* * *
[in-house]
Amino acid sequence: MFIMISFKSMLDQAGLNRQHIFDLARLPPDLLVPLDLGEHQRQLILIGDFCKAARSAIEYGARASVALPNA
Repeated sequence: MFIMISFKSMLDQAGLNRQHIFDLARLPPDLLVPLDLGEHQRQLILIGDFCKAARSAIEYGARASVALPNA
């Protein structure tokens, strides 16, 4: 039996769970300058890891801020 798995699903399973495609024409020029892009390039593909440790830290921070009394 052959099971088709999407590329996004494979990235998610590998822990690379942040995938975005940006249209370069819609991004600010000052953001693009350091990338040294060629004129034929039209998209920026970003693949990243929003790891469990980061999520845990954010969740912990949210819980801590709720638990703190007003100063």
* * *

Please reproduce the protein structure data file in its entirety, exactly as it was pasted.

[in-house]
Amino acid sequence: MFIMISFKSMLDQAGLNRQHIFDLARLPPDLLVPLDLGEHQRQLILIGDFCKAARSAIEYGARASVALPNA
Repeated sequence: MFIMISFKSMLDQAGLNRQHIFDLARLPPDLLVPLDLGEHQRQLILIGDFCKAARSAIEYGARASVALPNA
């Protein structure tokens, strides 16, 4: 039996769970300058890891801020 798995699903399973495609024409020029892009390039593909440790830290921070009394 052959099971088709999407590329996004494979990235998610590998822990690379942040995938975005940006249209370069819609991004600010000052953001693009350091990338040294060629004129034929039209998209920026970003693949990243929003790891469990980061999520845990954010969740912990949210819980801590709720638990703190007003100063």